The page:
Cancer Control Research5R01CA089544-03
COLORECTAL CANCER CARE VARIATION IN VULNERABLE ELDERLY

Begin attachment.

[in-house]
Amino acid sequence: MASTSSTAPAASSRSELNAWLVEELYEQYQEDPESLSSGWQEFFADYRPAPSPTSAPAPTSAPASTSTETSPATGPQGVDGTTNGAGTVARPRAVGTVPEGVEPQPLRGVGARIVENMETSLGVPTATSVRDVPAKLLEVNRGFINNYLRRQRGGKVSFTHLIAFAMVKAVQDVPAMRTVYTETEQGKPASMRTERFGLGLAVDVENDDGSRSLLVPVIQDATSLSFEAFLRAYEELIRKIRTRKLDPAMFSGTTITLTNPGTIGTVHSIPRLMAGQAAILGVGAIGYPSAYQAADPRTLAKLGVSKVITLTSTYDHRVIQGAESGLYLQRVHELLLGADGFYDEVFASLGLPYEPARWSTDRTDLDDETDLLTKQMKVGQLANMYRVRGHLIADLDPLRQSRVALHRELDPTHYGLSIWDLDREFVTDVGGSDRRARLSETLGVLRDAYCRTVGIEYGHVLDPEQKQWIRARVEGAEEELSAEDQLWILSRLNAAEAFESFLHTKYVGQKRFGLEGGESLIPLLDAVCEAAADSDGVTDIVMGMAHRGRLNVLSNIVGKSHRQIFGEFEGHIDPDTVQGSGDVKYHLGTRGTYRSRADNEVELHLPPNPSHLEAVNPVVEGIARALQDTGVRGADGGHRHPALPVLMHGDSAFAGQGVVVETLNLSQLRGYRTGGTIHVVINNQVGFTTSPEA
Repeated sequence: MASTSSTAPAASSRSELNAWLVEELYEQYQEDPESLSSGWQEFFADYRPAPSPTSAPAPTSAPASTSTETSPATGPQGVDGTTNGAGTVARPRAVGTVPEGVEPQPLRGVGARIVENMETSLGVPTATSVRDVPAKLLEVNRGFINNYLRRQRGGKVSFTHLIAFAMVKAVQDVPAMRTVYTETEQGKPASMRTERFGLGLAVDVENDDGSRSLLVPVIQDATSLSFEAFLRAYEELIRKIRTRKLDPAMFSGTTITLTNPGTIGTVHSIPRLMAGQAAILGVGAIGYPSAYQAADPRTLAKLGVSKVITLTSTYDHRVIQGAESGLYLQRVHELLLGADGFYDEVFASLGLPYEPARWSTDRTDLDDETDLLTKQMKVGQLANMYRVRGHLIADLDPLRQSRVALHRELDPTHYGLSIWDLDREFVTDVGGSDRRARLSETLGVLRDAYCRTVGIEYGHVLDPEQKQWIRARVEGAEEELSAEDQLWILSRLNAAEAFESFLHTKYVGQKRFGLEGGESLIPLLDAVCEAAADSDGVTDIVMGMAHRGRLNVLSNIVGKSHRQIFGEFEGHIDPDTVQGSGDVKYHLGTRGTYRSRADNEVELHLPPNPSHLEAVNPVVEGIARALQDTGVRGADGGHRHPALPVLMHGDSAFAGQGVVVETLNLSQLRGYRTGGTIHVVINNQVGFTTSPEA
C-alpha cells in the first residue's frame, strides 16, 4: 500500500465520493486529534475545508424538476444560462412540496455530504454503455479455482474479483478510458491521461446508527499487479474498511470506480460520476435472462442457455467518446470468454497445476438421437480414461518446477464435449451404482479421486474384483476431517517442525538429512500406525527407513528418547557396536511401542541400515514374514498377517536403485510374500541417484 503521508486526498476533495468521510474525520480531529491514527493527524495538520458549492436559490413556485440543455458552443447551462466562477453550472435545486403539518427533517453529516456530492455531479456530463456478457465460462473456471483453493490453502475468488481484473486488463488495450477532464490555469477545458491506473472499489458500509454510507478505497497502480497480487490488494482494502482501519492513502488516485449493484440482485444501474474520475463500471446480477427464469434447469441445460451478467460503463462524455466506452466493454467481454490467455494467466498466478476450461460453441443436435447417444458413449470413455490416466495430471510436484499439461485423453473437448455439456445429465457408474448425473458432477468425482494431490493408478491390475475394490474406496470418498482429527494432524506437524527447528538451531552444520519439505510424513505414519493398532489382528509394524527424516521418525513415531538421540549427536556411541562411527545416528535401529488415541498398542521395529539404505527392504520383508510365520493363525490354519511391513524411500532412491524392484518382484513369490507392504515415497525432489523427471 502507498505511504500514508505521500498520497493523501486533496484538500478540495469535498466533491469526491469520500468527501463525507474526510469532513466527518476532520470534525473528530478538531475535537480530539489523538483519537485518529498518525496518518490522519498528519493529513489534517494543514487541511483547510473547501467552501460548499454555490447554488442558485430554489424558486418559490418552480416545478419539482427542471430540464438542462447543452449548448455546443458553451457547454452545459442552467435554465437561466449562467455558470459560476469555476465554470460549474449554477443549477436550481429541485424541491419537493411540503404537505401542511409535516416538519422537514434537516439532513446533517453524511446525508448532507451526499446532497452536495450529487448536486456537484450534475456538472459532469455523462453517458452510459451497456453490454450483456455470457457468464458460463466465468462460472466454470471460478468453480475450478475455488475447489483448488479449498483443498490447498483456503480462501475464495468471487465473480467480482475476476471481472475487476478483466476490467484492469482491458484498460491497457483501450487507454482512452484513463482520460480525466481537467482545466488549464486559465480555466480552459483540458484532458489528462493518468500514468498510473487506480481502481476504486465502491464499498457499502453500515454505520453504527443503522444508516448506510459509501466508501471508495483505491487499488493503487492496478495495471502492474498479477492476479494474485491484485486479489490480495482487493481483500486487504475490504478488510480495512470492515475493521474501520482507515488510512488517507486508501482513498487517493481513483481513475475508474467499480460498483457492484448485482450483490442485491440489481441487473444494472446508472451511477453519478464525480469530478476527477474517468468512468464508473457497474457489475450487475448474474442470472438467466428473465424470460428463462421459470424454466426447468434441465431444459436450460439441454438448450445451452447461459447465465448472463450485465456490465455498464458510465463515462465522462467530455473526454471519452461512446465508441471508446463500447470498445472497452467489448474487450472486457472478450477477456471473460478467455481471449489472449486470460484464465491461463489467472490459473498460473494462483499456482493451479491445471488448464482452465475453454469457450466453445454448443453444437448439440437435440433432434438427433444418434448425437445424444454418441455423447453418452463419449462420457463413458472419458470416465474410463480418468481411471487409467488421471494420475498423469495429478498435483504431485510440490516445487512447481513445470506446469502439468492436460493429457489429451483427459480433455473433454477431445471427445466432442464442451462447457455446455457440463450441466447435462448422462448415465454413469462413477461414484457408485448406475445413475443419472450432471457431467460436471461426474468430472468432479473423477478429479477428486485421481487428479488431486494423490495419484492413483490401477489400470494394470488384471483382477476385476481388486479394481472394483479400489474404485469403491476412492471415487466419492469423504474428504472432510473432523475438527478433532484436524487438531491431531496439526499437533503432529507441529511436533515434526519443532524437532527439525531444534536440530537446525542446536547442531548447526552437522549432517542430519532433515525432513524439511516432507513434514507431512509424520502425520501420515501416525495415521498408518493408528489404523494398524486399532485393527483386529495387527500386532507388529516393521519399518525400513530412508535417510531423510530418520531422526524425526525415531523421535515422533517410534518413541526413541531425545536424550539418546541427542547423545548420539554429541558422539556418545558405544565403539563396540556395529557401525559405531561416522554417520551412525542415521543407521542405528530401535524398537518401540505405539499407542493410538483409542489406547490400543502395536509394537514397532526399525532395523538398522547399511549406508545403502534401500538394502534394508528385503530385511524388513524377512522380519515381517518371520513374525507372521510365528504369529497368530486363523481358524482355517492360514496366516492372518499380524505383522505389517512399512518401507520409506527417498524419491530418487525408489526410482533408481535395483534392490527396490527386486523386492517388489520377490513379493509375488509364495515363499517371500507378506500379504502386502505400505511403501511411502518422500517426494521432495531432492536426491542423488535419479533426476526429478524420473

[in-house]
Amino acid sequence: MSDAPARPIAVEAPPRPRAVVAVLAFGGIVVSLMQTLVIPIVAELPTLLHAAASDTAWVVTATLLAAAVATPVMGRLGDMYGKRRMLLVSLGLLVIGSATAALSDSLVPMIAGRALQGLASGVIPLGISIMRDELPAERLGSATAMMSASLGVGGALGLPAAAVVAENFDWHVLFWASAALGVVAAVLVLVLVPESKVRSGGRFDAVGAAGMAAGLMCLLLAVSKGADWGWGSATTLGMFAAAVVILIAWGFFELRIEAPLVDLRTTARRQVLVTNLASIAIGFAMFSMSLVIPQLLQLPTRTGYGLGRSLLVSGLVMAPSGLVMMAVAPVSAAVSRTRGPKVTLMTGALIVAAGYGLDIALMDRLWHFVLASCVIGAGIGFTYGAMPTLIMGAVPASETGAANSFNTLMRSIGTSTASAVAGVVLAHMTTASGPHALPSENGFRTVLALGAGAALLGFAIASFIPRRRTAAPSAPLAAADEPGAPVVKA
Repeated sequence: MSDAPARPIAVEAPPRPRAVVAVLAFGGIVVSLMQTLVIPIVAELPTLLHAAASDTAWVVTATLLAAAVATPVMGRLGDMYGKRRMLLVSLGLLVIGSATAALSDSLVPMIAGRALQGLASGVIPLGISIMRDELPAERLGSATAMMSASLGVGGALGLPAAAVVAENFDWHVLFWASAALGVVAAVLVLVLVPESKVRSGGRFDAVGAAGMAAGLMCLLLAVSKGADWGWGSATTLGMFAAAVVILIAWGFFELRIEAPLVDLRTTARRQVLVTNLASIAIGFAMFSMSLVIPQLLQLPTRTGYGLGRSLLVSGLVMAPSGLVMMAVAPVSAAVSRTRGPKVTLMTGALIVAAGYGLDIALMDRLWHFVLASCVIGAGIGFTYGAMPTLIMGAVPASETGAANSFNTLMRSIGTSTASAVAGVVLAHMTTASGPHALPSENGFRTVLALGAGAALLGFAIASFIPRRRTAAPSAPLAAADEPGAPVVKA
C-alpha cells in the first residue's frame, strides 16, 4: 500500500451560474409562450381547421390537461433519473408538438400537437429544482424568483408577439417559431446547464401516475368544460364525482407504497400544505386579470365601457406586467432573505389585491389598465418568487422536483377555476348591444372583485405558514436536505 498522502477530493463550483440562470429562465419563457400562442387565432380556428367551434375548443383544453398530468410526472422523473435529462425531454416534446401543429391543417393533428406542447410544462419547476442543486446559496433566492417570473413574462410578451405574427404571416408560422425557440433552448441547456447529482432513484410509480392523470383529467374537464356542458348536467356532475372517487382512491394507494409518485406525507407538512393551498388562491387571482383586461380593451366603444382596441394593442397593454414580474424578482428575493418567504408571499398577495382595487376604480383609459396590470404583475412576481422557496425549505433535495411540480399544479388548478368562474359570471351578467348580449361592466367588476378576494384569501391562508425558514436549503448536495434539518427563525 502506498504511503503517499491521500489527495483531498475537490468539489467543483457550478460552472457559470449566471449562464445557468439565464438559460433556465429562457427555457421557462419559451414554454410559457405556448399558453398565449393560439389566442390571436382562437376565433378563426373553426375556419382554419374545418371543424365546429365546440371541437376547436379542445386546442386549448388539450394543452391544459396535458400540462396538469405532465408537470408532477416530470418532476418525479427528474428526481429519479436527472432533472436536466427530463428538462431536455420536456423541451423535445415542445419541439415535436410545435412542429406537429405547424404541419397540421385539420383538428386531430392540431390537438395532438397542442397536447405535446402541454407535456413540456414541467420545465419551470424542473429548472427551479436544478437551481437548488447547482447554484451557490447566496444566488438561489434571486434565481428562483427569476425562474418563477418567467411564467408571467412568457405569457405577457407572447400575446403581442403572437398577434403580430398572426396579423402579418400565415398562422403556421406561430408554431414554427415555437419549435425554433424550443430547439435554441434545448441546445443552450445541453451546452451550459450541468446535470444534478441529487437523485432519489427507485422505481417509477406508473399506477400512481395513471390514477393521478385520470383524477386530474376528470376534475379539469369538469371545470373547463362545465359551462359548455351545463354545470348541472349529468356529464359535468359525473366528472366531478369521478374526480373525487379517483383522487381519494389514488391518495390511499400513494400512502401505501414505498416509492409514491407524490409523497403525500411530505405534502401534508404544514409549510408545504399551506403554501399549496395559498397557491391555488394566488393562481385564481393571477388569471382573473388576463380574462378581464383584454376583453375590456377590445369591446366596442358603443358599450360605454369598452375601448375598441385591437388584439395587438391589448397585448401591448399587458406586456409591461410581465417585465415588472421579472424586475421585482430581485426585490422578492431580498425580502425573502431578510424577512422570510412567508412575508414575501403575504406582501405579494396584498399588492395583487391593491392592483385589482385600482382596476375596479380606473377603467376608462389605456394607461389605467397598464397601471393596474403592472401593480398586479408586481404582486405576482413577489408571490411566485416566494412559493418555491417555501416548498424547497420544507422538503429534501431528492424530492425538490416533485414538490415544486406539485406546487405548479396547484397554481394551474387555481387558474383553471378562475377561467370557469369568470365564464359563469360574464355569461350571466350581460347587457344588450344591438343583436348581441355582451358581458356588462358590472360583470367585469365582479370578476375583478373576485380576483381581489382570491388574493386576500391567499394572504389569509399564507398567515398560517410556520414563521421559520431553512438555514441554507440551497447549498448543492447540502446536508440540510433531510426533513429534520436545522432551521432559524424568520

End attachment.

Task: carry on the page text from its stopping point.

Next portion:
Specific Aims: This study's long-term goal is to improve colorectal cancer care for the elderly who have a high incidence of this highly treatable and potentially curable disease. In 1990, a National Institutes of Health Consensus Panel recommended adjuvant therapies for colorectal cancer patients with stage III colon and stage II and III rectal cancer. The degree to which the elderly, especially traditionally vulnerable groups, are receiving these recommended treatments is unclear. This study will (1) compare the receipt of recommended colorectal cancer treatments between African-American and Hispanic versus white elderly, and rural versus urban elderly; (2) compare diffusion of these treatments from 1992-1996 between our study groups; (3) identify the physician, patient, hospital, and environmental factors that predict differences found in treatment or diffusion; (4) measure treatment cost differences between our study groups, and the cost implications to the Medicare program of providing recommended treatments to all beneficiaries with colorectal cancer; and (5) evaluate several methodologies for cancer research using administrative databases, including different measures of comorbidity and costs. Research Design and Methods: This study will use the linked SEER-Medicare claims database in a retrospective cohort design to examine differences in receipt, diffusion, and cost of recommended colorectal cancer treatments between more and less vulnerable elderly populations. Using stage III colon and stage II and III rectal cancer cases identified in SEER between 1992 and 1996, we will identify different patterns of treatment and alternative measures of the costs for colorectal cancer care with Medicare claims data. Annual study cohorts will be tracked in a comprehensive database using 1991-1998 linked SEER-Medicare, AMA Masterfile, AHA, and Area Resource File data. Physician, hospital, and patient characteristics (including cancer stage and comorbidity) will be linked to the location, size, and socioeconomic profile of places of residence, travel distances to different treatment sites and cancer specialists, service utilization, and allowed charges. In the second phase of the study, we will use multivariate analysis to identify the degree to which physician, patient, hospital and environmental factors predict systematic differences in treatment patterns between our study populations. The cost analysis will include an estimate of the resources required to bring all patients up to the recommended standard of care. Alternate methods of defining comorbidity and costs will be used to evaluate their utility in cancer research.